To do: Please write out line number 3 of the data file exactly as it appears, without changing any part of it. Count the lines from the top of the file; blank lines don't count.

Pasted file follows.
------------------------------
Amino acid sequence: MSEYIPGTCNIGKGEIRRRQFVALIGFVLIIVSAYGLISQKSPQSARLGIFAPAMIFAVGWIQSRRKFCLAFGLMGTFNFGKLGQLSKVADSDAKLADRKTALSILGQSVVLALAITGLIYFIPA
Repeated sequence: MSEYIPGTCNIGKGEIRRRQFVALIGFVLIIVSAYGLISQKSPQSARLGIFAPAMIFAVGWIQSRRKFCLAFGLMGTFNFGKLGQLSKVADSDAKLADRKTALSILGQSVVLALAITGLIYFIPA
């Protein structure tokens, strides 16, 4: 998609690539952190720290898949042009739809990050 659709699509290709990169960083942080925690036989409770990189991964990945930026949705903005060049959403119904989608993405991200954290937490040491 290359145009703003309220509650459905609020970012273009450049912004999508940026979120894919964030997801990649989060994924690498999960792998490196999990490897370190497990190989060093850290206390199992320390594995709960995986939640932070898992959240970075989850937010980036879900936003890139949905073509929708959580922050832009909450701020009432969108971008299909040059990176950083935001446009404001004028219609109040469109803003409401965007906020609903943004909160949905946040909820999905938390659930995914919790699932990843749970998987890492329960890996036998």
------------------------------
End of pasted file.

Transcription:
């Protein structure tokens, strides 16, 4: 998609690539952190720290898949042009739809990050 659709699509290709990169960083942080925690036989409770990189991964990945930026949705903005060049959403119904989608993405991200954290937490040491 290359145009703003309220509650459905609020970012273009450049912004999508940026979120894919964030997801990649989060994924690498999960792998490196999990490897370190497990190989060093850290206390199992320390594995709960995986939640932070898992959240970075989850937010980036879900936003890139949905073509929708959580922050832009909450701020009432969108971008299909040059990176950083935001446009404001004028219609109040469109803003409401965007906020609903943004909160949905946040909820999905938390659930995914919790699932990843749970998987890492329960890996036998």